As Halloween passes and the month of November edges us ever deeper into winter, there’s a stillness in the air. It’s as if the season is quieting us,  in preparation for the busy festive season to come. No bad thing to have some chill down time before the Christmas rush.

The mornings of early November have been still and calm so far. In coastal areas, waters are like a millpond and there’s a sea mist hanging over the rooftops. In the countryside, rays of winter sun are colouring the last of the leaves golden and amber as they cling steadfastly to their branches. Ireland is very peaceful in November. A perfect time to take a short break to charge up the batteries before the festive celebrations begin in earnest.


A drive round the Donegal section of the Wild Atlantic way is a superb road trip this time of year. The ocean can be unpredictable, so you don’t know if you will get big rollers or gentle lapping waves on the many golden beaches of this coastline. Makes it all the more fun because whatever the Atlantic is doing, you can be sure it will be it’s magnificent self in all its guises,  and quite breathtaking to observe. The boglands of this area are a wonder to drive through also – their bog grasses glowing orange and copper in the mist. Never think that Ireland on a misty or ‘soft’ rainy day does not have colour.  These boglands will prove you so wrong! In fact they look their best in the kind of weather and climate which has shaped them.  Centuries of tradition lie in these vast preserved natural areas.  You may see local turf cutters,  collecting the ‘turf’ (peat) they have cut by hand from managed turf bogs. This is made into slabs for the fire,  and you’ll always detect its sweet heady smell in the air as evening falls and fires are lit for the night. You’ll see stacks of hand cut turf piled high,  outside nearly every home in rural and coastal Donegal. And you can’t beat a cosy pub with a turf fire for the epitome of an Irish welcome.

Places of interest in Donegal include the beginning of the designated Wild Atlantic Way road tour, which begins in Muff, Co Donegal. If you start at the beginning, you’ll traverse the Inishowen Peninsula and stunning vistas around Malin Head. Check out for things to see and do.

As you make your way around the route,  you’ll pass the village of Rathmullan, situated on Lough Swilly. The home of Rathmullan House, a beautiful and gracious country house which has direct access to the sandy beach Lough Swilly, accessed through the house gardens. Rathmullan also has its own walled kitchen garden, which grows much seasonal fresh produce to compliment the wonderful fish and meats of this region. All this can be enjoyed in The Cook and Gardener Restaurant. In November, a two day break at Rathmullan House brings an opportunity to learn about  brewing with the local craft brewers of Donegal. The Kinnegar Brewing Academy at Rathmullan House takes place on 27th and 28th November.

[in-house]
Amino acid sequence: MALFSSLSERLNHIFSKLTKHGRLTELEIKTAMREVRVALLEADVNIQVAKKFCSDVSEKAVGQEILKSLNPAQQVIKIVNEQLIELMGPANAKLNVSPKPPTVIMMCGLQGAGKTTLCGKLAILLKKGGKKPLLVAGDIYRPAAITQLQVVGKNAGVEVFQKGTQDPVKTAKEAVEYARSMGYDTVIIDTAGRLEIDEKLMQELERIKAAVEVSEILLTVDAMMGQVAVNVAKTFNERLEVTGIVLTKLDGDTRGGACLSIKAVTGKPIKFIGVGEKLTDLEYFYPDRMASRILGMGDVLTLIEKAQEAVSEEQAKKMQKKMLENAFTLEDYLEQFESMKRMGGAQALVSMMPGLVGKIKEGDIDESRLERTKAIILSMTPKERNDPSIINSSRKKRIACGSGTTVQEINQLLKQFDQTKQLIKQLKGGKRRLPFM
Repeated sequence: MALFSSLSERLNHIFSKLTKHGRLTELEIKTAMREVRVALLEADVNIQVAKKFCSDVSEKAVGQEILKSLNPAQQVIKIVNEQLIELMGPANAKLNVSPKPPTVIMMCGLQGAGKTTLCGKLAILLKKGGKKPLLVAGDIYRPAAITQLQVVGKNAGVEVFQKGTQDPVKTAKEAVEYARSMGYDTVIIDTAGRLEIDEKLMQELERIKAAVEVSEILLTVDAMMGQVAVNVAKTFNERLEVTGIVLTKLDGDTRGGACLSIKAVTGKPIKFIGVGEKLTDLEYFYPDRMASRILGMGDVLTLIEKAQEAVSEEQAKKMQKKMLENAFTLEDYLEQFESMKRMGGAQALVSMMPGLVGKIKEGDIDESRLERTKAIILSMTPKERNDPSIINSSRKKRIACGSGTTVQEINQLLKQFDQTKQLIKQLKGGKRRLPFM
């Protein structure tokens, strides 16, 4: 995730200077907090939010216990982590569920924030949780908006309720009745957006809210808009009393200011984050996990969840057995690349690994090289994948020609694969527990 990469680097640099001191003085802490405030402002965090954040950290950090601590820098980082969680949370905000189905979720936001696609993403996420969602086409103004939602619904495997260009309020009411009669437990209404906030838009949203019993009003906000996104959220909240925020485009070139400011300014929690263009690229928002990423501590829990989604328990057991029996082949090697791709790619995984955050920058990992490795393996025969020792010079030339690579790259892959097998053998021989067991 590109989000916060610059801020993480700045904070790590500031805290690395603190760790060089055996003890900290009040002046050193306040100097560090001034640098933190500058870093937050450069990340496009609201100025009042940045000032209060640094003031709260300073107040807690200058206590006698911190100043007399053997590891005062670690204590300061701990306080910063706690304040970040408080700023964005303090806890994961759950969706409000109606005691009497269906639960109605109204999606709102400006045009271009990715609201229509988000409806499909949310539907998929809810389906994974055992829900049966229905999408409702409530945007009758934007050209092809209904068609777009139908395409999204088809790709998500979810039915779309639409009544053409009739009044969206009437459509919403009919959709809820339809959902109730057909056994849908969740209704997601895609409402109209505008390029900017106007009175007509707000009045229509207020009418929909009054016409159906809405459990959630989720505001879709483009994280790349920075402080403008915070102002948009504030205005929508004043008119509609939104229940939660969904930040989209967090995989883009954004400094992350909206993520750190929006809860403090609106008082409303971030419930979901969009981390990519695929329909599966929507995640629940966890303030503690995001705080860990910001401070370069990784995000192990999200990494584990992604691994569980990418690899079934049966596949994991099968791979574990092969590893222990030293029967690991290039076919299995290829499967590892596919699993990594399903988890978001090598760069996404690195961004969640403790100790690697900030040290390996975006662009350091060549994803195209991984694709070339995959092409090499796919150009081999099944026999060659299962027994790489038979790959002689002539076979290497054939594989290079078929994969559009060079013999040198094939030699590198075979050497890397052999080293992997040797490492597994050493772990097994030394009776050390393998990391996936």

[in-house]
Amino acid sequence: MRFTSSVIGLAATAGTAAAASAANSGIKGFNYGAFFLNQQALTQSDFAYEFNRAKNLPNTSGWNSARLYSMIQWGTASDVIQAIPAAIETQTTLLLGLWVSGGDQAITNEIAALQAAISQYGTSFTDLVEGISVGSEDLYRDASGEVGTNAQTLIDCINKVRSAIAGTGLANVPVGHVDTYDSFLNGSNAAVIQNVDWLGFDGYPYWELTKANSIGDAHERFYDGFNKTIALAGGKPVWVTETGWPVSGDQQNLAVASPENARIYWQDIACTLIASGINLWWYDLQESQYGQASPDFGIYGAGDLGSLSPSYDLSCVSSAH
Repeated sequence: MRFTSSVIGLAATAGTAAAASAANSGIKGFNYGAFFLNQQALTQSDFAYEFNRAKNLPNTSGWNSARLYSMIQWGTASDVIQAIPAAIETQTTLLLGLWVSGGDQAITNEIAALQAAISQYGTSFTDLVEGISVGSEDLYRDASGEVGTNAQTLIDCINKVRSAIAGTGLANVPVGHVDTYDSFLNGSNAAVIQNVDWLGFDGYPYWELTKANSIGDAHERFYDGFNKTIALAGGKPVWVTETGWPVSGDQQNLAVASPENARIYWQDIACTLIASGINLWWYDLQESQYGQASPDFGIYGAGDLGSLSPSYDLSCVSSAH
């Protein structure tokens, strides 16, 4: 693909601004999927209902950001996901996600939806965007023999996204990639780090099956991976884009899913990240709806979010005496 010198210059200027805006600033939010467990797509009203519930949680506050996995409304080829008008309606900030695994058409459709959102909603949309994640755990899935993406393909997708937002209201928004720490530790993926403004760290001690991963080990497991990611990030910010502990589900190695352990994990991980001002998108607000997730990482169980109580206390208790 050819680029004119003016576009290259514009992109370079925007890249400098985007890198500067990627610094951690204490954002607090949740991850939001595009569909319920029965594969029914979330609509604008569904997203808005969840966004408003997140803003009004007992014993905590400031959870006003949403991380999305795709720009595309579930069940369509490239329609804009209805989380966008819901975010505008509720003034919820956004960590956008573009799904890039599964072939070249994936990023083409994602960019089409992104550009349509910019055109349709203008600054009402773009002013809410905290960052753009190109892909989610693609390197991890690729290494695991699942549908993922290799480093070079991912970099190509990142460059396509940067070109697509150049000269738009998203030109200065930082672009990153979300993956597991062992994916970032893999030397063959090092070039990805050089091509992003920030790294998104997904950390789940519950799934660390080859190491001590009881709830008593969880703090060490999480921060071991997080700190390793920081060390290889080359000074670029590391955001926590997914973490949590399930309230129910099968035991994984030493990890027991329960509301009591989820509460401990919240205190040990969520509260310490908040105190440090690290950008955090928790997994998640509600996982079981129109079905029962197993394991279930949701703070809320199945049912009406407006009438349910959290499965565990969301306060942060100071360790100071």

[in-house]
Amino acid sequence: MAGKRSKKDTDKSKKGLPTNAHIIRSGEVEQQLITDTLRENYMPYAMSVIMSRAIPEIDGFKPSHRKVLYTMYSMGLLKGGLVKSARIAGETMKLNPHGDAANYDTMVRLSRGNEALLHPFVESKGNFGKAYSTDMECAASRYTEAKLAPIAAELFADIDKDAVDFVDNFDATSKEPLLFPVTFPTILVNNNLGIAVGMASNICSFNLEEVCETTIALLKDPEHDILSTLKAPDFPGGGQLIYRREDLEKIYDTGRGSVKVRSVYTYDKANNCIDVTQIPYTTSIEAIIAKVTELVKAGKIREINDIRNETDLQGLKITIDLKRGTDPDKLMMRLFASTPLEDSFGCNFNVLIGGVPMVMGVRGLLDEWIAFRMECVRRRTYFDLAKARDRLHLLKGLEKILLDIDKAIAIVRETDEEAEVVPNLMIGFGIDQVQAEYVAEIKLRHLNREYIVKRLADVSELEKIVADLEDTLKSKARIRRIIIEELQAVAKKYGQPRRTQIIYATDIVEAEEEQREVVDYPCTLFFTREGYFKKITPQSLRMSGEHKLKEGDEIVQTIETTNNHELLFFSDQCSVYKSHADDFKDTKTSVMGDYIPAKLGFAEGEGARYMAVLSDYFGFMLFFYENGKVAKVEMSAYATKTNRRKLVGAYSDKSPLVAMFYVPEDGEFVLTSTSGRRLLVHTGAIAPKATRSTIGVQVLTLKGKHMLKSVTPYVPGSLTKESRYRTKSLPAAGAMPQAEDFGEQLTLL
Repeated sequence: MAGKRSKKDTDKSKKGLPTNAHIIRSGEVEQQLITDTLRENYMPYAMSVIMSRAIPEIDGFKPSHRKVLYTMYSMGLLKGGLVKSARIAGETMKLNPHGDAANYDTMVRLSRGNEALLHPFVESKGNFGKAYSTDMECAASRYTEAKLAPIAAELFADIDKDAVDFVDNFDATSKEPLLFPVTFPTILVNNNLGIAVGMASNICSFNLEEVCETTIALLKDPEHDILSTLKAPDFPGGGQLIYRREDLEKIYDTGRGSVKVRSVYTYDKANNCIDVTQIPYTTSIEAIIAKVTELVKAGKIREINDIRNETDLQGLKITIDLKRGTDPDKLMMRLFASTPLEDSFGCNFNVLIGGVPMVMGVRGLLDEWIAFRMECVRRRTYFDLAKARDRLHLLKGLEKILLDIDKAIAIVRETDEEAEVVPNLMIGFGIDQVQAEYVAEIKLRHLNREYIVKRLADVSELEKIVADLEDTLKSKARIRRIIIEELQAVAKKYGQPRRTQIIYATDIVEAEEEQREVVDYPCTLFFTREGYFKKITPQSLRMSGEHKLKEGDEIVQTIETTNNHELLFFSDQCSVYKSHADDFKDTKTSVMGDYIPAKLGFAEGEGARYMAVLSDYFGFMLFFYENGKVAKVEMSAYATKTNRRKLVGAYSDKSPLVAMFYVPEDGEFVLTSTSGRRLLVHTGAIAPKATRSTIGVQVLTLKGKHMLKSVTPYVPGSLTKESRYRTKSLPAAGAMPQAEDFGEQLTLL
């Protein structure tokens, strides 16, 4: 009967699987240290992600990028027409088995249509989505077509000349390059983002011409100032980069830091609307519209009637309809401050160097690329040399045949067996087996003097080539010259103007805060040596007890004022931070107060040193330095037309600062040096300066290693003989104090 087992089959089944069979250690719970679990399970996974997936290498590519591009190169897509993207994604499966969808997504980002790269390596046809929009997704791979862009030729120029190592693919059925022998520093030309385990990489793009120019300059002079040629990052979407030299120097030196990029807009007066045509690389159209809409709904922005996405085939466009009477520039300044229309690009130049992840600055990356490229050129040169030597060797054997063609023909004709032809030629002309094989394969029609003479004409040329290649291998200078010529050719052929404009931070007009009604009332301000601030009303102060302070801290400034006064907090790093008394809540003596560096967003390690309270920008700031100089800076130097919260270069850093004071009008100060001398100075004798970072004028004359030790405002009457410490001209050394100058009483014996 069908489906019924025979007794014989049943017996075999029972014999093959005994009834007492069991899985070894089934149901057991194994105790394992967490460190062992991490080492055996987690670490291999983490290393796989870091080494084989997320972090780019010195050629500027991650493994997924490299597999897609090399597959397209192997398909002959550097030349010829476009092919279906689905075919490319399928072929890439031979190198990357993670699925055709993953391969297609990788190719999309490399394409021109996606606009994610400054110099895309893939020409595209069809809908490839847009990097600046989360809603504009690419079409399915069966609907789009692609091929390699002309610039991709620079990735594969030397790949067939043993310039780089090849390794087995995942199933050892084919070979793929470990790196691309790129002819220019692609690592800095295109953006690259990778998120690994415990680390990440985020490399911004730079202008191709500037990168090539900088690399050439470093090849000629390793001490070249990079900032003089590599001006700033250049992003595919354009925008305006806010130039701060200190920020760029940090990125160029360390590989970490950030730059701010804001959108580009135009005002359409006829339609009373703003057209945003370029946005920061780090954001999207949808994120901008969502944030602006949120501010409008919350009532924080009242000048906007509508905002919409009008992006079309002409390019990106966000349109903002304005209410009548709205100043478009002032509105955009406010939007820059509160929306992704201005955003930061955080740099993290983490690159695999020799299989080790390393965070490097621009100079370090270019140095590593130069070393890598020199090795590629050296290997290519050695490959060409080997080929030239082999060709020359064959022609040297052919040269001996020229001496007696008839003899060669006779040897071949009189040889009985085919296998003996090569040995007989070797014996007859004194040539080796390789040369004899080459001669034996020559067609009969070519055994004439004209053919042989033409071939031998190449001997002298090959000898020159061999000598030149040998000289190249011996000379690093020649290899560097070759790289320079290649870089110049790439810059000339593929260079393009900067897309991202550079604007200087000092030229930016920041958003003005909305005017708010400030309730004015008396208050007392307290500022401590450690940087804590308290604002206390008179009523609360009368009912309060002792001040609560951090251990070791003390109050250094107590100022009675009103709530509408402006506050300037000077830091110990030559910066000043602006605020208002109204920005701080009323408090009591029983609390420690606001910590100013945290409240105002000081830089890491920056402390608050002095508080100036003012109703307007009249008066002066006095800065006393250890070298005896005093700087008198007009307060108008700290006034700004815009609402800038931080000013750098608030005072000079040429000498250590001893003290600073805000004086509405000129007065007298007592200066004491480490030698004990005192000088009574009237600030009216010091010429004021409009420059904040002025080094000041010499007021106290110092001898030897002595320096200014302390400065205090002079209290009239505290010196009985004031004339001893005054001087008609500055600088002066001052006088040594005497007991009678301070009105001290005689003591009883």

The Sliebh League Cliffs are also magnificent on the southwest coast of Donegal –  some of the highest sea cliffs in Europe – much higher than the famous Cliffs of Moher in Co.Clare.  At Ti Linn Cafe and Sliebh League Centre, you can learn all about them while having  homebaked treats and tea or coffee.

On the journey to Glencolmcille, boglands come into their own. These areas off the mountain pass road would have been used to graze animals some six thousand years ago,  and that  still goes on today. There are unique wild flowers and plants, plus bogland wildlife to be seen by the very patient of eye! Caution is always necessary in bogland areas, which are not advised for walking for anyone unfamiliar with this territory. But it is possible to get a sense of the expanse of wilderness just by walking, cycling or driving on the road through them. Glencolmcille Folk Village gives a glimpse of past life in this remote and unspoiled region. Glecolmcille also has a world class beach –  An Tra Bhan, which means Silver Strand – you can guess why when you see the gleaming sand. 

Other Donegal based Good Food Ireland members include The Lemon Tree Restaurant in Letterkenny town, a super family restaurant where the cooking features all Donegal has to offer, including freshest fish from the port of Killybegs.  Harvey’s Point Hotel and Restaurant on the banks of Lough Eske makes the perfect spot to unwind amid mountain scenery and calming lakeside views. This is a magical area for hikers and outdoor enthusiasts. Donegal Town is not far away from the hotel, and from here a short drive to  the Blue Stack Mountains which dominate the landscape.